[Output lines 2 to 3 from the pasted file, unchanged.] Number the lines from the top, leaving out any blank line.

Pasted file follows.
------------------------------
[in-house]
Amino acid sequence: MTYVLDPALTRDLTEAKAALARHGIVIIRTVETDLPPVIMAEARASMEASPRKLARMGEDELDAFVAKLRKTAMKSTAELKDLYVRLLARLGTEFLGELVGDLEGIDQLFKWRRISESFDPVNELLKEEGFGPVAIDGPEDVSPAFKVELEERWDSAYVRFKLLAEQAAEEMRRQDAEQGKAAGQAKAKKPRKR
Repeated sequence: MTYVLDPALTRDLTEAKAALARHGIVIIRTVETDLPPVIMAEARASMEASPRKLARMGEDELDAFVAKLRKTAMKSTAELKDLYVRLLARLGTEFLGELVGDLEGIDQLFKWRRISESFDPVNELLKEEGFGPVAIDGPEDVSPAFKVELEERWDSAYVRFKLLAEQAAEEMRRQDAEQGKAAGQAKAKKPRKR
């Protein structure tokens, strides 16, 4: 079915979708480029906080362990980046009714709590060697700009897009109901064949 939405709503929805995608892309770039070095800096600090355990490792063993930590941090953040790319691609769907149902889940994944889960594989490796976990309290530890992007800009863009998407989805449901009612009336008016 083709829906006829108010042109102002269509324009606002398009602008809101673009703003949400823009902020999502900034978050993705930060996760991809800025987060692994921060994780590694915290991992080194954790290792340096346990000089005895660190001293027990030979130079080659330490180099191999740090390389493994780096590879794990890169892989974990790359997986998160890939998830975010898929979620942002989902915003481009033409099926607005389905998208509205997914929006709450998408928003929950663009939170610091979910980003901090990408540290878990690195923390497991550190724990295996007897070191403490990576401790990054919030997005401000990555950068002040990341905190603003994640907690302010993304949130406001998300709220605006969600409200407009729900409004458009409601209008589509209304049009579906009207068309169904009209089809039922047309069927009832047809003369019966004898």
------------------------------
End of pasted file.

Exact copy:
Amino acid sequence: MTYVLDPALTRDLTEAKAALARHGIVIIRTVETDLPPVIMAEARASMEASPRKLARMGEDELDAFVAKLRKTAMKSTAELKDLYVRLLARLGTEFLGELVGDLEGIDQLFKWRRISESFDPVNELLKEEGFGPVAIDGPEDVSPAFKVELEERWDSAYVRFKLLAEQAAEEMRRQDAEQGKAAGQAKAKKPRKR
Repeated sequence: MTYVLDPALTRDLTEAKAALARHGIVIIRTVETDLPPVIMAEARASMEASPRKLARMGEDELDAFVAKLRKTAMKSTAELKDLYVRLLARLGTEFLGELVGDLEGIDQLFKWRRISESFDPVNELLKEEGFGPVAIDGPEDVSPAFKVELEERWDSAYVRFKLLAEQAAEEMRRQDAEQGKAAGQAKAKKPRKR